–Iain S. Thomas, “The Last Thing You Said”

I have been increasingly conscious, for the last 10 years or so, of deaths among my contemporaries. My generation is on the way out, and each death I have felt as an abruption, a tearing away of part of myself. There will be no one like us when we are gone, but then there is no one like anyone else, ever. When people die, they cannot be replaced. They leave holes that cannot be filled, for it is the fate—the genetic and neural fate—of every human being to be a unique individual, to find his own path, to live his own life, to die his own death. –Oliver Sacks, “My Own Life,” in the February 19, 2015, issue of the New York Times

We don’t tell each other the truth about dying, as a people. Not real dying. Real dying, regular and mundane dying, is so hard and so ugly that it becomes the worst thing of all: It’s grotesque. It’s undignified. No one ever told me the truth about it, not once. When it happened to my beloved, I lost my footing in more than one way. The tiled floor of life—morals, ethics, even laws—became a shifting and relative thing. –Matthew Teague, “The Friend,” posted on Esquire.com on May 10, 2015

But I know something
about death now, I know how silent it is, silent, even
when the pain is shrieking and screaming. ...
–Hayden Carruth, “Crucifixion”

She’s at peace, they would say that, people always say things like that, but it’s an inaccurate statement—thoughts are thundering around in my head, grief is choking its way up my throat—she’s not at peace, she’s dead, she was at peace when she was laughing at something clever someone said, she was at peace when she was smoking a cigarette, listening to Sonic Youth. –Ben H. Winters, World of Trouble

I sometimes think that death is the one thing we have any feeling for. It is our art form, the only way we can express ourselves. –Paul Auster, In the Country of Last Things

The authors expressed a concern over the sequestration of the dead in the modern world. They cited psychological studies that showed that people who do not have contact with mortality tend to feel “depressed, diminished, and less alive,” and urged that people be allowed to experience and interact with death in order to bring them closer not just to mortality, but also to vivacity. ... “No people who turn their back on death can be alive,” they explained. The presence of the dead among the living will be a daily fact in any society that encourages its people to live. –Paul Koudounaris, The Empire of Death (discussing Christopher Alexander, Sara Ishikawa, Murray Silverstein, Max Jacobson, Ingrid Fiksdahl-King, and Shlomo Angel’s book A Pattern Language: Towns, Buildings, Construction)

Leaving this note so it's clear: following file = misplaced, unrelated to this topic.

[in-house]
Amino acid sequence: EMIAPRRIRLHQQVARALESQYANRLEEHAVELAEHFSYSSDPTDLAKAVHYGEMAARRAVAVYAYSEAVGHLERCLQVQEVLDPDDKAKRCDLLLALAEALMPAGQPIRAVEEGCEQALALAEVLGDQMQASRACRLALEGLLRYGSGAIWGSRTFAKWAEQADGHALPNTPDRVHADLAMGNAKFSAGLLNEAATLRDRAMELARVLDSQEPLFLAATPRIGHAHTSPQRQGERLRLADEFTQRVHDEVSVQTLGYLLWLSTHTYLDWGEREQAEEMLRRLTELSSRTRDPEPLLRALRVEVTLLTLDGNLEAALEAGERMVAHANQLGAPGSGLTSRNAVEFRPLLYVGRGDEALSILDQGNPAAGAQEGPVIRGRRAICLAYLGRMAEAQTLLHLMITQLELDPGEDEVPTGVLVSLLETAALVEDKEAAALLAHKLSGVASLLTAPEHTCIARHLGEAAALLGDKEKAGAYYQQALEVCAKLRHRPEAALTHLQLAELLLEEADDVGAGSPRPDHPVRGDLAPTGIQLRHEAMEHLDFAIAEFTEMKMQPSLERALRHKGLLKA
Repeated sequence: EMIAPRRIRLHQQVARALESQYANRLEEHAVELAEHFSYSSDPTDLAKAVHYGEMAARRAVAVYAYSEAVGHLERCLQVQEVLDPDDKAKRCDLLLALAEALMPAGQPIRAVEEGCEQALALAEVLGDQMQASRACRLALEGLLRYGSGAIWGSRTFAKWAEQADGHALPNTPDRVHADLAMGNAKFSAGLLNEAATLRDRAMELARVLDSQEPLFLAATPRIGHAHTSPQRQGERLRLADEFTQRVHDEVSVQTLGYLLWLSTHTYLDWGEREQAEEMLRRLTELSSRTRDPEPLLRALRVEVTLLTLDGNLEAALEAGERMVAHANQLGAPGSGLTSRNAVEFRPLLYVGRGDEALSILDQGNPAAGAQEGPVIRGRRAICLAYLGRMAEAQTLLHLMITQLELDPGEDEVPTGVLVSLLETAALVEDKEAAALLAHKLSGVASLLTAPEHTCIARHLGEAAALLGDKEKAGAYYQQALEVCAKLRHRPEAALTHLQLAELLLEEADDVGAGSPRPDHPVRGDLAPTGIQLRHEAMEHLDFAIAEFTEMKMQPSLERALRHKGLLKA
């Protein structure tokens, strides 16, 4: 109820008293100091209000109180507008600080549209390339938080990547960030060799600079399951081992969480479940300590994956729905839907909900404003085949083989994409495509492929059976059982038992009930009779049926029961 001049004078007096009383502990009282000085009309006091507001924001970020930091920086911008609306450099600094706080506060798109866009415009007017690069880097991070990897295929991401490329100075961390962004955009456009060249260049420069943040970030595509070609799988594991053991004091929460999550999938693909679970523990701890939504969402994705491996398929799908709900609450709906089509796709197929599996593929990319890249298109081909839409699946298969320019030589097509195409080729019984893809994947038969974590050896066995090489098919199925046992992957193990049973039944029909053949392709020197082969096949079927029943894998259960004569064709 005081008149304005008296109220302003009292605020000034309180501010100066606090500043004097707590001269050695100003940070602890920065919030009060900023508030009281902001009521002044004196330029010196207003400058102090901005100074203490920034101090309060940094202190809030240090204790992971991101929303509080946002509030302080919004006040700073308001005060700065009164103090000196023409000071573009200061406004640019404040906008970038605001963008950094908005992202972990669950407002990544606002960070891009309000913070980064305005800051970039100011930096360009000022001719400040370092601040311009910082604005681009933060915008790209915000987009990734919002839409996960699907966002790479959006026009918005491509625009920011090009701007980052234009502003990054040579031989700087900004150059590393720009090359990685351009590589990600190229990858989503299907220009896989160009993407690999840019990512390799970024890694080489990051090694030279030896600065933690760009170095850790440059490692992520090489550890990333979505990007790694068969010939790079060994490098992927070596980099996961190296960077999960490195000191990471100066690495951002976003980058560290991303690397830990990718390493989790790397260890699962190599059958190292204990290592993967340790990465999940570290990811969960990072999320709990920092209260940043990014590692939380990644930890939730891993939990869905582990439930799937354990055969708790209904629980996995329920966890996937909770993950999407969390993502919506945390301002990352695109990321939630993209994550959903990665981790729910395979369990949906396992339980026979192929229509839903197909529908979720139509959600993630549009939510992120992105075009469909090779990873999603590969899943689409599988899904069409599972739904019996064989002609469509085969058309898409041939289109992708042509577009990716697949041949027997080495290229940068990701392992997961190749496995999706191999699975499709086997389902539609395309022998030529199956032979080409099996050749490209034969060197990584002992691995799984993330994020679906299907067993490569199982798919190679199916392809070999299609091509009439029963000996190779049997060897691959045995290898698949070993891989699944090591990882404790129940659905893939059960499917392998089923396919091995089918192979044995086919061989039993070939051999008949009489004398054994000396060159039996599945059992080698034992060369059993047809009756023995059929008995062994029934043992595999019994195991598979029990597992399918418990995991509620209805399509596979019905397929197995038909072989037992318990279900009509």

I was burdened with the thought that any of my Facebook friends would be quick to comment “Yummy!” on a photo of my Niçoise salad, but wouldn’t step up to wipe the sweat from my dying brow or the poop off my corpse. –Caitlin Doughty, Smoke Gets In Your Eyes & Other Lessons from the Crematory

Mythologist Joseph Campbell wisely tells us to scorn the happy ending, “for the world as we know it, as we have seen it, yields but one ending: death, disintegration, dismemberment, and the crucifixion of our heart with the passing of the forms that we have loved.” –ditto

No matter how much technology may become our master, it takes only a human corpse to toss the anchor off that boat and pull us back down to the firm knowledge that we are glorified animals that eat and shit and are doomed to die. We are all just future corpses. –ditto

… to shut our eyes to corpses—to those around us now and to the particular one that each of us will become—is to blind ourselves to an integral part of a vibrant existence. Though we frequently ignore death or hide it in the haze of euphemism, we know, in our bones, this stark truth: Just as winter reveals the power of spring, closeness to death discloses our most fertile energies. We are reminded of our brief time on this earth, and feel inspired to make the most of it. –Eric G. Wilson, Everyone Loves a Good Train Wreck: Why We Can’t Look Away